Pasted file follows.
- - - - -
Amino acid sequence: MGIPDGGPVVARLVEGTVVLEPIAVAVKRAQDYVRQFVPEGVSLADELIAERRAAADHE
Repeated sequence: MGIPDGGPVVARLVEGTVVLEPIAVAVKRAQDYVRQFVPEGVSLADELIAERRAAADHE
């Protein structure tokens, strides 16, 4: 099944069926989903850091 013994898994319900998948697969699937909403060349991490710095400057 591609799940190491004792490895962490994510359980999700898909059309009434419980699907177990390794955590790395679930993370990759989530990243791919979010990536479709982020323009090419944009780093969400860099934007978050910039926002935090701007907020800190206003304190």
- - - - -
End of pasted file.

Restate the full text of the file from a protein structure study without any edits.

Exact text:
Amino acid sequence: MGIPDGGPVVARLVEGTVVLEPIAVAVKRAQDYVRQFVPEGVSLADELIAERRAAADHE
Repeated sequence: MGIPDGGPVVARLVEGTVVLEPIAVAVKRAQDYVRQFVPEGVSLADELIAERRAAADHE
């Protein structure tokens, strides 16, 4: 099944069926989903850091 013994898994319900998948697969699937909403060349991490710095400057 591609799940190491004792490895962490994510359980999700898909059309009434419980699907177990390794955590790395679930993370990759989530990243791919979010990536479709982020323009090419944009780093969400860099934007978050910039926002935090701007907020800190206003304190």